One recent day I was writing at an outside table at Starbucks and a gentleman across from me struck up a conversation about my iPad2 and the wireless keyboard I use with it. He wound up joining me and asking questions about how to open and create Word documents. I, in turn, explained and then demonstrated the Pages application.

Nowhere near a tech expert, my knowledge is limited to a handful of apps I use frequently. I confess Im not one to venture too far in the tech world. Still, this man was so delighted he downloaded Pages right then and there and we had a little tutorial. Upon sharing this story with a tech-oriented friend, I got this response:

Sounds like your iPad2 is a man magnet.

I laughed heartily, partly because its true. My friend was referring to a pattern hed noticed. The week before I had been sitting at the bar at the W Hotel waiting for my dining companions and wound up showing a Japanese businessman the joys of the wireless keyboard. The day before that I had had a man stop while walking his dog  again I was at an outdoor caf�  to inquire about the Smart Cover that cleverly props the iPad several different ways because of its magnetic design.

While this may all sound like a commercial for iPad2 or an article on tips to get a mans attention, it is meant to be neither. Its about base-level common sense in marketing. So often young entrepreneurs want to know the best marketing tip I have and I always reply Do good work. Most times they think thats flip or simplistic, but this story demonstrates my point perfectly.

Good work sells itself. It just does. Repeatedly.

I recently visited one specific Sephora store in New York City (there are nearly 20 in Manhattan alone) in hopes of one specific beauty consultant being there because her service was so spot on the first time she helped me find two lipsticks; that was months ago. She was there again, she assisted me, I purchased the products she recommended for my eyes, and this time I took a few minutes to fill out a customer service survey about her when I got home.

Good work sells itself.

When more than half my life coaching clients started coming from referrals, when several times I got jobs in sports media because the same editor brought me with him as he moved, I started to pay attention to the fact that it was because Id done good work. My focus, diligence, passionate honing of my gifts and reliability kept paying off.

And sometimes that extends beyond actual professional contexts. Recently a young woman I met last summer wrote me an e-mail telling me her move to Paris  a long-held dream  had been helped along by my conversations with her. This was friendly discussion on a park bench, not coach-client dialogue.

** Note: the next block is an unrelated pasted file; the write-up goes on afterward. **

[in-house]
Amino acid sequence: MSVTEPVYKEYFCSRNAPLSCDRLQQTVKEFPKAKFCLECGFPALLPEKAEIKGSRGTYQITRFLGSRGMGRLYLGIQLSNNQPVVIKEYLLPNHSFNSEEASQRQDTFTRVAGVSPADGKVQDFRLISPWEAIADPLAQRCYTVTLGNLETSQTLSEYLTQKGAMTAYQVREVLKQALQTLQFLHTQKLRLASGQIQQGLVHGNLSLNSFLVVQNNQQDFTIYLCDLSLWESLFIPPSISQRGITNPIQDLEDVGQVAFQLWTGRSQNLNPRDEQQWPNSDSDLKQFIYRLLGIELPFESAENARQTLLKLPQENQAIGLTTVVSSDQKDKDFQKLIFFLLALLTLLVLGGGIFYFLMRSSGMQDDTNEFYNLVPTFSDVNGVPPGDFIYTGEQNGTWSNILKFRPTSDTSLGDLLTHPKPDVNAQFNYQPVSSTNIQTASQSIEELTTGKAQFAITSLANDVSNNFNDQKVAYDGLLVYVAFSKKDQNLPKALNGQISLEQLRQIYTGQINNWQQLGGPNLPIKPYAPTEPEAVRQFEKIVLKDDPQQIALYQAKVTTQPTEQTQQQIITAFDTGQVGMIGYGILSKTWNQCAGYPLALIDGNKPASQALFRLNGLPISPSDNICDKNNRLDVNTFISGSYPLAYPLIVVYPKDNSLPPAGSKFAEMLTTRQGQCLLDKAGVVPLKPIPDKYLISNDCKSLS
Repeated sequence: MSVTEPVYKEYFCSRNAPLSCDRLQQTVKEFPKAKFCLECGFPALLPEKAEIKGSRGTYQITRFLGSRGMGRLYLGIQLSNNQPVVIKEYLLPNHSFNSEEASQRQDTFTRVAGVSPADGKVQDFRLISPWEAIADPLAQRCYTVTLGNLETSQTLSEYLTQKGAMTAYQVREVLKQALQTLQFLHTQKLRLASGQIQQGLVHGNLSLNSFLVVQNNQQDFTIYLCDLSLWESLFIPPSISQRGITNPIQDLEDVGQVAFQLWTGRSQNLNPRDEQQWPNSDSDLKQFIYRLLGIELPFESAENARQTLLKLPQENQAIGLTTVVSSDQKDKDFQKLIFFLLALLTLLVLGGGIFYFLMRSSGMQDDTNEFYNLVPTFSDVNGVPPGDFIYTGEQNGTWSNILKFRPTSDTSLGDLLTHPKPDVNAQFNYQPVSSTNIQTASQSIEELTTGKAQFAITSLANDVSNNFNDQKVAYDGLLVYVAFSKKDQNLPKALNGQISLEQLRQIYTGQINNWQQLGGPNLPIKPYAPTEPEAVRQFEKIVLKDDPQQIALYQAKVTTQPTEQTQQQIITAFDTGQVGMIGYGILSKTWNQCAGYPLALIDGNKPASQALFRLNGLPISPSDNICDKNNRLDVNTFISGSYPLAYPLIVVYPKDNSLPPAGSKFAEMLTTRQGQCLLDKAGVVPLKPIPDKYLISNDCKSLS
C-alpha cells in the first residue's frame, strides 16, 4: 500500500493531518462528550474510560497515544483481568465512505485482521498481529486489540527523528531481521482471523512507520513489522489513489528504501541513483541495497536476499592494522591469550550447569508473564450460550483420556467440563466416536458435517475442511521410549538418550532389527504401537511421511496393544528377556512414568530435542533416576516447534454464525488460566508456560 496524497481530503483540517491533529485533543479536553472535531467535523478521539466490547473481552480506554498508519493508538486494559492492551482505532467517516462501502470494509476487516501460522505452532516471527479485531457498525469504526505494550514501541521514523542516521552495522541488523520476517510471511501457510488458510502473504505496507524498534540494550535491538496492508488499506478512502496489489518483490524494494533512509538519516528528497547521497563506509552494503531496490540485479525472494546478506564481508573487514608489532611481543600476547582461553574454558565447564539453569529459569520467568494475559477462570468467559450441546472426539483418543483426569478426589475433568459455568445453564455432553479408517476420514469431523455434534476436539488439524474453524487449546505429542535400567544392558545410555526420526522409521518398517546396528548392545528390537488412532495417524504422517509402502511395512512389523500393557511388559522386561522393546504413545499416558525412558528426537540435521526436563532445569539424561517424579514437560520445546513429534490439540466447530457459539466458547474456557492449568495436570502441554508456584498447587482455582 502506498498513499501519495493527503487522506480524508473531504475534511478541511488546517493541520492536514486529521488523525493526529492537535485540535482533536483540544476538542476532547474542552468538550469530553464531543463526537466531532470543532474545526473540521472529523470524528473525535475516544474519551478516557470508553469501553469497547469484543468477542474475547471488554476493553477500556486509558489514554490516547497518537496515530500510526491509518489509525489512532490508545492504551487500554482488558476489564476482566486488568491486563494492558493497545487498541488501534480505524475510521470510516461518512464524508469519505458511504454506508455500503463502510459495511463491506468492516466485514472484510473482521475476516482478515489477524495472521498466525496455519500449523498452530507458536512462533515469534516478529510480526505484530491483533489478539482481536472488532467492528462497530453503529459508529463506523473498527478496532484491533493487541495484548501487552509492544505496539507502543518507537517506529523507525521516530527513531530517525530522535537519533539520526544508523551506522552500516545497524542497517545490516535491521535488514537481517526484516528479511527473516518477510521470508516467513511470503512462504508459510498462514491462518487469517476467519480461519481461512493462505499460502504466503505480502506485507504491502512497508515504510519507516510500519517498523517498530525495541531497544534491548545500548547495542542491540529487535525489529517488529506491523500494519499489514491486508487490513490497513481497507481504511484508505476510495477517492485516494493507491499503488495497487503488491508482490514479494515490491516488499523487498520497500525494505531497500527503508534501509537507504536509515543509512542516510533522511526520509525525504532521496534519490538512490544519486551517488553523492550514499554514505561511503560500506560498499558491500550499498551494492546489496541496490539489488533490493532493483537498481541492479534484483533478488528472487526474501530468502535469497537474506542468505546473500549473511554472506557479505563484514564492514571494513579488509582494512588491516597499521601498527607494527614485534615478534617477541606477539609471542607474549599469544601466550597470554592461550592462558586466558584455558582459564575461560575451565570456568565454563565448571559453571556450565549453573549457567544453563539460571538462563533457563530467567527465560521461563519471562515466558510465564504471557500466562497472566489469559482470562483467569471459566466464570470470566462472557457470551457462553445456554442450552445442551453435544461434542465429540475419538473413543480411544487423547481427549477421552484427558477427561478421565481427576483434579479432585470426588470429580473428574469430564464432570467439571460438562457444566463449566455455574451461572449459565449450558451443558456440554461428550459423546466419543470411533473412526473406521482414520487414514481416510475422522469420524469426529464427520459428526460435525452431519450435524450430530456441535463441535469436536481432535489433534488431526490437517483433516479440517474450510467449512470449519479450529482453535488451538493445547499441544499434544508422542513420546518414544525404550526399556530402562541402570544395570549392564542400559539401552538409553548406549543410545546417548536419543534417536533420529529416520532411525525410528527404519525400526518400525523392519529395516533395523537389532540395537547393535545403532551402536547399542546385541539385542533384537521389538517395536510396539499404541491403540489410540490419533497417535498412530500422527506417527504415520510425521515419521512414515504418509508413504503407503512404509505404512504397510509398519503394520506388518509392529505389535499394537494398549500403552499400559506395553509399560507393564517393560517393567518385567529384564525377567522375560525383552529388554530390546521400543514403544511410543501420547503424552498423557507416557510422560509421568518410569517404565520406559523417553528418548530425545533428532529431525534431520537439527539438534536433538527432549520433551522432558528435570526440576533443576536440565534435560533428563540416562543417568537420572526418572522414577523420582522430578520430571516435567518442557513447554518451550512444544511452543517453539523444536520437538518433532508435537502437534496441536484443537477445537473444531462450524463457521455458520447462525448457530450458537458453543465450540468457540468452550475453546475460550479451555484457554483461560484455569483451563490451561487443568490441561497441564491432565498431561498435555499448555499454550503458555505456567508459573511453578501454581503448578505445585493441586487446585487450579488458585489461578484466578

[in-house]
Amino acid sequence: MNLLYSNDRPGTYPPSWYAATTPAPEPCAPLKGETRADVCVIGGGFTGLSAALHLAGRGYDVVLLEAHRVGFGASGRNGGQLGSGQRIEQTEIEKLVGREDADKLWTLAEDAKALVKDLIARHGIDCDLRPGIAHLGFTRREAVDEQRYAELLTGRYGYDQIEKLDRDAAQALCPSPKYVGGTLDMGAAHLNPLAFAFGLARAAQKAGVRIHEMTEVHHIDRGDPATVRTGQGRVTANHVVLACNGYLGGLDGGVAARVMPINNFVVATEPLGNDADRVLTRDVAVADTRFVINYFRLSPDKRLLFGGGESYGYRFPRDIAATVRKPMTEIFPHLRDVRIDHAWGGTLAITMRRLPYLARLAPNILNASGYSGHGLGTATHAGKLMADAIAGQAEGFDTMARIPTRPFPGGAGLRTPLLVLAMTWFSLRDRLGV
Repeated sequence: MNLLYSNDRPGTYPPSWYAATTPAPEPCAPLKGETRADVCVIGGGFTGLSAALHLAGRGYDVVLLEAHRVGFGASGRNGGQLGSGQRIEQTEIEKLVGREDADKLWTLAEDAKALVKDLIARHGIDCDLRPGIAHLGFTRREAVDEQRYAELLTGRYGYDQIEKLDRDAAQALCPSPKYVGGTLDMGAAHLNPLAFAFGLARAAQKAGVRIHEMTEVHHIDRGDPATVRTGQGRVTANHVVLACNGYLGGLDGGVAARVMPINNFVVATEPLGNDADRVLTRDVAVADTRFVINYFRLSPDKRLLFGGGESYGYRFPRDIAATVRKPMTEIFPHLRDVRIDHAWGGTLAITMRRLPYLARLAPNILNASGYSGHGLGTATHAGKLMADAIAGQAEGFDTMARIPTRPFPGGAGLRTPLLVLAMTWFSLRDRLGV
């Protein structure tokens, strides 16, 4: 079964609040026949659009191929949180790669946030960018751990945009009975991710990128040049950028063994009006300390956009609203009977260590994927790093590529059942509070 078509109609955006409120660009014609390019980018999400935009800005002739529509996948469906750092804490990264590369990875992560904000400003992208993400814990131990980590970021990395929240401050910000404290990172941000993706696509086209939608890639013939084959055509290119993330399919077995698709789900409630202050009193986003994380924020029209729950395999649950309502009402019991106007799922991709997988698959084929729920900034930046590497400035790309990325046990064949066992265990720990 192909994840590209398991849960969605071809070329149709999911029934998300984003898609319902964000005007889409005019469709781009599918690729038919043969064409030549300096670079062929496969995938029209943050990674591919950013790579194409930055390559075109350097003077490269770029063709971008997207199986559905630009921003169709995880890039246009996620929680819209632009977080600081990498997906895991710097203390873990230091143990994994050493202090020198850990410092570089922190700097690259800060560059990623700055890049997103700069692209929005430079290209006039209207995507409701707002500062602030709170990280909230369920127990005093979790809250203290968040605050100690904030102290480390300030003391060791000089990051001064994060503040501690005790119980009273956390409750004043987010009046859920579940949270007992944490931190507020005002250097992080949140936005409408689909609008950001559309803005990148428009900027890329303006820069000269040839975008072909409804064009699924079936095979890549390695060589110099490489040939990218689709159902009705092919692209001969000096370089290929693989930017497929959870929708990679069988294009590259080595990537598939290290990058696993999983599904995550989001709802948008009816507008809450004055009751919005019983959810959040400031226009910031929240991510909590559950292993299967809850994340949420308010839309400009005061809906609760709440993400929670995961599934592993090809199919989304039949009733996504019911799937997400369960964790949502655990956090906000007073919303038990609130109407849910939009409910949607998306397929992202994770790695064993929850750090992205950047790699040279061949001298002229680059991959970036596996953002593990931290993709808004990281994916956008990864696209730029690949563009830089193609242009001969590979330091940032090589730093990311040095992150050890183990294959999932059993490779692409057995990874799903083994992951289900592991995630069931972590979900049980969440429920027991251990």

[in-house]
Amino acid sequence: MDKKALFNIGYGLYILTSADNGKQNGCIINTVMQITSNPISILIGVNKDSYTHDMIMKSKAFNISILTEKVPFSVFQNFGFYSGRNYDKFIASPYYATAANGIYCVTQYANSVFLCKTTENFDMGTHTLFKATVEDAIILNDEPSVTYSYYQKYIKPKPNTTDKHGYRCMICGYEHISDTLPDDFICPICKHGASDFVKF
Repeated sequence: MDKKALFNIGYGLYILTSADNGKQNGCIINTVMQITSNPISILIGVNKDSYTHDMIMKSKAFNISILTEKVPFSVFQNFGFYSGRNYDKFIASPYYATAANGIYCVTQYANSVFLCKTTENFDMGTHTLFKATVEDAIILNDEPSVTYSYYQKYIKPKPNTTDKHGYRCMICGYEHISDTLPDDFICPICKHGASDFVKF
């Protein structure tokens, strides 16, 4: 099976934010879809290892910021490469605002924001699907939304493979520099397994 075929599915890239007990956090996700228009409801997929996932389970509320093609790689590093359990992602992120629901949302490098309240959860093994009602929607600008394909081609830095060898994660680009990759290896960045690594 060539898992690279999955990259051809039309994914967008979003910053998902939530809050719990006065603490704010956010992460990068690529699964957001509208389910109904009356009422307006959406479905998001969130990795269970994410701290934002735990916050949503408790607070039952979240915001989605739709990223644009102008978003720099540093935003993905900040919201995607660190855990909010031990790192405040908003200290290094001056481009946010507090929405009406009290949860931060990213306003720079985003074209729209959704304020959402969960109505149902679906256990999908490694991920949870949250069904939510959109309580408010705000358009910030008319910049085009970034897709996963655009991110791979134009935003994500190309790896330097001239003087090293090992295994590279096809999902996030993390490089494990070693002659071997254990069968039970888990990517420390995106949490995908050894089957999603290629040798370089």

There is magic in our ability to connect. On whatever fleeting or deep level is required of each situation. It is about effort in listening and consistency in product or service. Big companies like Apple (AAPL), Starbucks (SBUX) and Sephora get this. It is new entrepreneurs  and more and more people are opting to work for themselves these days  who need to be reminded that in their eagerness to apply Marketing 101 principles they are not prioritizing connection born of authenticity and excellence.

The slick Web site or flyer might distinguish them and their service at first and even get them business, but will the customer/client come back and/or recommend them? I got a client last year who was referred by someone Id coached in 2004. Such a great feeling. Last weekend I ran into a former client after not seeing her for a few years and she greeted me with a show of the diamond on her left hand when I asked her what was new. She had had the goal of a serious relationship and a job change when wed worked together and she told me she has since accomplished both. It made my day.

On the flip side, the one where negative energy costs you business, theres a swanky little salon near my home that shapes eyebrows, but I wont patronize it because the first time I walked in the young women there had no customers, were engrossed in a personal conversation and seemed more interested in continuing to talk rather than answer my questions. Theres also a small caf� nearby that seems to hire workers with a flare for drama and they air their personal life grievances loudly. The manager is almost always present while this is happening. Why would I want to subject myself to that while relaxing with a cup of coffee?

Lack of professionalism repels business.

As for the guy to whom I introduced the Pages app, he had also wondered about an app for Excel. Thats not my territory but I asked around and sent him some links a few days later. That iPad -- and its features  is selling itself over and over again. I am one person, so I can only imagine how many times wed need to multiply this to get an idea of how often its sleek design and innovative features sell it globally.

The fact that I get to meet a lot of interesting people because of it is a nice bonus.

Nancy Colasurdo is a practicing life coach and freelance writer. Her Web site is www.nancola.com and you can follow her on Twitter @nancola. Please direct all questions/comments to FOXGamePlan@gmail.com.